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Transcripts of Selected Group Discussions on CYC-Net

Since it's founding in 1997, the CYC-Net discussion group has been asked thousands of questions. These questions often generate many replies from people in all spheres of the Child and Youth Care profession and contain personal experiences, viewpoints, as well as recommended resources.

Below are some of the threads of discussions on varying Child and Youth Care related topics.

Questions and Responses have been reproduced verbatim.

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Should Child and Youth Care workers study social psychology?

Hi all,

First and foremost I would like to thank each and everyone of you who participates in these discussions, they are so educational especially to people like me who are pursuing a career in Child and Youth Development. With that said, I have a project coming up and I just want to hear your general views on why is it 'important for us as Child and Youth Care workers to study Social Psychology?' Is it really relevant to the field?
Looking forward to hear your views on this.

Zama Phirie-Mbele
CYC Student

Dear Zama,

If by social psychology you mean "the scientific study of how people's thoughts, feelings, and behaviors are influenced by the actual, imagined, or implied presence of others," (Wikipedia) then I can't imagine a child youth care worker practicing without this framework. Is not our job helping people who happen to be young become more better themselves in relationship with others? Awareness of self, of boundaries of self and other, and how to communicate, emote, and be ourselves is how each of us is human in the world. I find the process of understanding my self and others personally and professional fascinating as well as what offers me glimpse of spirit. All science and ideas or relevant to the field of youth development, we are learner/educators of the self in context in the world. The science of social relations is helpful to me as a professional for sure.

I also appreciate ambiguity named in the above definition concerning the potential of "imaginary presence of others." My imaginary friends feel included in the science of the day.

Peter D.

Hi Zama,

Since it is always good to look at the counter argument too, there is a case to be made that writings on Child and Youth Care offer their own explanations on human behaviour and although all helping professions overlap, each should be unique enough to stand on its own as well (and therefore describe human behaviour in the framework unique to their own profession).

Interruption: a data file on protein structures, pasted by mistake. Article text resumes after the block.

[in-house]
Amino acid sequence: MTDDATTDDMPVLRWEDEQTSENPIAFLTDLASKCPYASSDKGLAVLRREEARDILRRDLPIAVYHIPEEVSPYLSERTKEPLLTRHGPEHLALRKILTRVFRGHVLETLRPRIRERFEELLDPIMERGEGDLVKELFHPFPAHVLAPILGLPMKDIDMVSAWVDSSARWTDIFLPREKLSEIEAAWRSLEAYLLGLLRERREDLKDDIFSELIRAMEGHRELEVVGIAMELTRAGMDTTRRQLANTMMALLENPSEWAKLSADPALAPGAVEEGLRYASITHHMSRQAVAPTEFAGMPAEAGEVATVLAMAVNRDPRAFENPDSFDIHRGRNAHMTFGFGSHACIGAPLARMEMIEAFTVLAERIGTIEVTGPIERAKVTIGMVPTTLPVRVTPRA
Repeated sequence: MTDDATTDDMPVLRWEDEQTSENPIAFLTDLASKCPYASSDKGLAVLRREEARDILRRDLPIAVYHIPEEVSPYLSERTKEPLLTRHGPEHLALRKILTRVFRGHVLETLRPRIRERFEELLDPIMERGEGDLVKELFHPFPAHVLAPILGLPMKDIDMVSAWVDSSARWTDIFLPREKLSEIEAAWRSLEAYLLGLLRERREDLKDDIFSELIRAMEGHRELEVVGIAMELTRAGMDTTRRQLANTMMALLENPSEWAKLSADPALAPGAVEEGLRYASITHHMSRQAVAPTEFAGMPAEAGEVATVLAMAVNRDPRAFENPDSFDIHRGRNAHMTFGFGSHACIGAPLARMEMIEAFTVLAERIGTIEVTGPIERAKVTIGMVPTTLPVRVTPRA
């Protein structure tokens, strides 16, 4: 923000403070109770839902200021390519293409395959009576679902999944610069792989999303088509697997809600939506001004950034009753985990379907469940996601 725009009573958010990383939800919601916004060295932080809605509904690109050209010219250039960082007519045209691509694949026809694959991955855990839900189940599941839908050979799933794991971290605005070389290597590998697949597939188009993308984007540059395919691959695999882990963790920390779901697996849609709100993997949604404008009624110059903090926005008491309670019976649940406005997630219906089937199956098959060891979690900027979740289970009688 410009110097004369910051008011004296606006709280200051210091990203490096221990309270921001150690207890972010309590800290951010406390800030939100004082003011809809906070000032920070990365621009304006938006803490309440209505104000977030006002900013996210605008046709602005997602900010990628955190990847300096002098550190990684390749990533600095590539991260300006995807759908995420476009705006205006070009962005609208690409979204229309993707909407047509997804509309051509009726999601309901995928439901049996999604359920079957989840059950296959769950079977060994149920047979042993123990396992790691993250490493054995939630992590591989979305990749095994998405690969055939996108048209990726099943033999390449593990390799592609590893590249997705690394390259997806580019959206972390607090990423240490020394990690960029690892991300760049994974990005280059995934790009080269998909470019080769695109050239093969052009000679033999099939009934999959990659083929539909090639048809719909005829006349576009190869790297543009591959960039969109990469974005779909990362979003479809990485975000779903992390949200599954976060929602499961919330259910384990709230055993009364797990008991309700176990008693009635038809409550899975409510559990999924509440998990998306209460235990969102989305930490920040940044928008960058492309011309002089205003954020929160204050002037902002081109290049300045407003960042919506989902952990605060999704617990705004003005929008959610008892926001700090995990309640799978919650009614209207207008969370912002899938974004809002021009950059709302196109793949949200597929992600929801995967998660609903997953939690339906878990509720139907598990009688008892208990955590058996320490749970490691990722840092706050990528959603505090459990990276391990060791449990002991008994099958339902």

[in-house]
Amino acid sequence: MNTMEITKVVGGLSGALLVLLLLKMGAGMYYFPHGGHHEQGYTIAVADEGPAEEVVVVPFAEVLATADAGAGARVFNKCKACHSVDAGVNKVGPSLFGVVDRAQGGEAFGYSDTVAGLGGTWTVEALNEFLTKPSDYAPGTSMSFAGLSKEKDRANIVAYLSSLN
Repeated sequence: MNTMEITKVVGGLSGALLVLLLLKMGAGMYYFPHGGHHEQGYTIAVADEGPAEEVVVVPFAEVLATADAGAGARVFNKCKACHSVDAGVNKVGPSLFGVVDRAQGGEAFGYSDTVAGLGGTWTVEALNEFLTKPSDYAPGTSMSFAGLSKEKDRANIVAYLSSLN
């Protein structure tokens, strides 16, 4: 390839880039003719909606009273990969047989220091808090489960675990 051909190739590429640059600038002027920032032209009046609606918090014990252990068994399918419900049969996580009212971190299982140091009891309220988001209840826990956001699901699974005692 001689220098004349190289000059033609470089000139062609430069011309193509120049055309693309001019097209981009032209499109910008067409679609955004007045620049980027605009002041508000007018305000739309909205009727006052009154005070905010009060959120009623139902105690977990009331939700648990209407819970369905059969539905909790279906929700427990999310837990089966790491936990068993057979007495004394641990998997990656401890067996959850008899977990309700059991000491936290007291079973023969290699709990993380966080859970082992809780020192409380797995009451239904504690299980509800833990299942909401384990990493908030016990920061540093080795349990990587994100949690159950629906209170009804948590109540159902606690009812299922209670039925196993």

The same question can be extended to should Child and Youth Care work not include a study on criminology. In South Africa Child and Youth Care workers can be involved in diversion programmes and they can act as Intermediaries in criminal courts, so in this case they would need an understanding of criminal behaviour and court procedures for instance.

So off course our knowledge is expanded by a number of other theoretical frameworks, but I would like to believe that students have some choice in what other subjects they take with Child and Youth Care units – based on what specialty they want to follow in the field.

Rika Swanzen

Hi Zama,

In Victoria Australia our base training for therapeutic residential youth and child care includes understanding and integrating into practice – child development, trauma and attachment theories. When these are integrated into the essence of workers they can respond in a relational way to the identified developmental needs and abilities of individual children and young people.

Our therapeutic models include a therapeutic specialist (psychologist) as part of the team who utilise the Bruce Perry model of assisting residential workers to provide an informed 24 hour therapeutic response.

Also the state Government funds to approx $500,000 a year training fund which is managed by a statewide group of representatives from the 21 agencies providing care through our peak body. Training needs are identified and relevant providers identified and training delivered and evaluated.

There are also numerous scholarships available for university study and workers are now undertaking higher education in psychology, teaching, outdoor adventure etc.

The residential specific national qualification (mandatory in some places) for workers is still only at a certificate 4 and Diploma level, though some of us are trying to increase to masters or higher.

Of course our underpinning passion like all over the world in this field in the best possible service provision we can for our children, young people and their families. Hope this helps.

Glenys Bristow

Dear Zama,

In my view, there are different levels of knowledge required for social work: about brain development and stimulation, about attachment and caregiver-client relations work, about group development, about organizational development in social work, about culture. Students should have some knowledge in each of these fields. The free online education is designed to give a broad approach including each of these areas, embedded in a staff and leader development process. You can find the training sessions at, click Trainingprogrammes Europe, and click English. Then select either the foster care or the institutions version.

Best from Niels Peter Rygaard

Hi all,

I just want to give a big thank you to all of you who joined in this discussion. It was so educational and interesting. I have certainly gained a lot of information that will assist me going forward from here. Rika has surely sent me on an educational exploring adventure by touching on diverse specialities in this field.

Again thank you for taking your precious time in assisting me with this.


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